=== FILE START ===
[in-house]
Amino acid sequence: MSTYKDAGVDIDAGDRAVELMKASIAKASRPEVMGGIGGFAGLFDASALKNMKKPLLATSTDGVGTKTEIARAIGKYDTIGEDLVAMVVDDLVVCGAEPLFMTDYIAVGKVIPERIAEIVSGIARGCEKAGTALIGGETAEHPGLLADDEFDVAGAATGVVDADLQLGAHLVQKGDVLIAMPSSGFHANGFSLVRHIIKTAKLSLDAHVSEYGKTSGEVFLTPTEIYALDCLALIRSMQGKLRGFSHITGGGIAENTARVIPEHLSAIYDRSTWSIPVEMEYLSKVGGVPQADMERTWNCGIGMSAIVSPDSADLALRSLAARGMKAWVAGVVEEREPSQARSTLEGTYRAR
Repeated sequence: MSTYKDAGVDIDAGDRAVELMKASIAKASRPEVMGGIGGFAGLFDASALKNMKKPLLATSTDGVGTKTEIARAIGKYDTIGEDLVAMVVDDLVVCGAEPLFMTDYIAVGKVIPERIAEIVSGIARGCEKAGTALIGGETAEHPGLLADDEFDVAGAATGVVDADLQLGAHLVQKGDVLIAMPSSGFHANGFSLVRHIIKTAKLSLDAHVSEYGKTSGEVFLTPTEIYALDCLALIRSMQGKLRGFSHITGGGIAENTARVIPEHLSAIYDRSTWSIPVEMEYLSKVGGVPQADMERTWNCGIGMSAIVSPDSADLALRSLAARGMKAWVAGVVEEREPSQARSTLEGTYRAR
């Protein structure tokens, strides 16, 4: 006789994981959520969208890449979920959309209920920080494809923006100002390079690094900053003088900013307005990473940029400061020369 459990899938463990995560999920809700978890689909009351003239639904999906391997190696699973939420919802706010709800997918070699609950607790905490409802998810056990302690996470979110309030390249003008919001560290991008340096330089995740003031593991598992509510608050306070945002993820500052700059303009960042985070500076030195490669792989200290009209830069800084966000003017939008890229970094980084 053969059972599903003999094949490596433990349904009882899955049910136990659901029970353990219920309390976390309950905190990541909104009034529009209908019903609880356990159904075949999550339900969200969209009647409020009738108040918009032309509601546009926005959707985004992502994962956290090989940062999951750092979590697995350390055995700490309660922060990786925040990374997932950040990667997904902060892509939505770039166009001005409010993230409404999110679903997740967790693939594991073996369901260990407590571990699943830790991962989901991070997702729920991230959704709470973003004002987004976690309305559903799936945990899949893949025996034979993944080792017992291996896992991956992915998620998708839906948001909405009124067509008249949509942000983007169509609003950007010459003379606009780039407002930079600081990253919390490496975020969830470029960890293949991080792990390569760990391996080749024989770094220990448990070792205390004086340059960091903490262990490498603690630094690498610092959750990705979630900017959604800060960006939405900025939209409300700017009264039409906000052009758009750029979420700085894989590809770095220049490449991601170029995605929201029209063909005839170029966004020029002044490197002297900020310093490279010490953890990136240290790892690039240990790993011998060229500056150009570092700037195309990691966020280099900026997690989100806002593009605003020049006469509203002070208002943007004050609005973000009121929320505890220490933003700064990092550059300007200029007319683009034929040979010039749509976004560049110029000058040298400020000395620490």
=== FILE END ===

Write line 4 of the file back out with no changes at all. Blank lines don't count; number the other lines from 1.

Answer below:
């Protein structure tokens, strides 16, 4: 006789994981959520969208890449979920959309209920920080494809923006100002390079690094900053003088900013307005990473940029400061020369 459990899938463990995560999920809700978890689909009351003239639904999906391997190696699973939420919802706010709800997918070699609950607790905490409802998810056990302690996470979110309030390249003008919001560290991008340096330089995740003031593991598992509510608050306070945002993820500052700059303009960042985070500076030195490669792989200290009209830069800084966000003017939008890229970094980084 053969059972599903003999094949490596433990349904009882899955049910136990659901029970353990219920309390976390309950905190990541909104009034529009209908019903609880356990159904075949999550339900969200969209009647409020009738108040918009032309509601546009926005959707985004992502994962956290090989940062999951750092979590697995350390055995700490309660922060990786925040990374997932950040990667997904902060892509939505770039166009001005409010993230409404999110679903997740967790693939594991073996369901260990407590571990699943830790991962989901991070997702729920991230959704709470973003004002987004976690309305559903799936945990899949893949025996034979993944080792017992291996896992991956992915998620998708839906948001909405009124067509008249949509942000983007169509609003950007010459003379606009780039407002930079600081990253919390490496975020969830470029960890293949991080792990390569760990391996080749024989770094220990448990070792205390004086340059960091903490262990490498603690630094690498610092959750990705979630900017959604800060960006939405900025939209409300700017009264039409906000052009758009750029979420700085894989590809770095220049490449991601170029995605929201029209063909005839170029966004020029002044490197002297900020310093490279010490953890990136240290790892690039240990790993011998060229500056150009570092700037195309990691966020280099900026997690989100806002593009605003020049006469509203002070208002943007004050609005973000009121929320505890220490933003700064990092550059300007200029007319683009034929040979010039749509976004560049110029000058040298400020000395620490």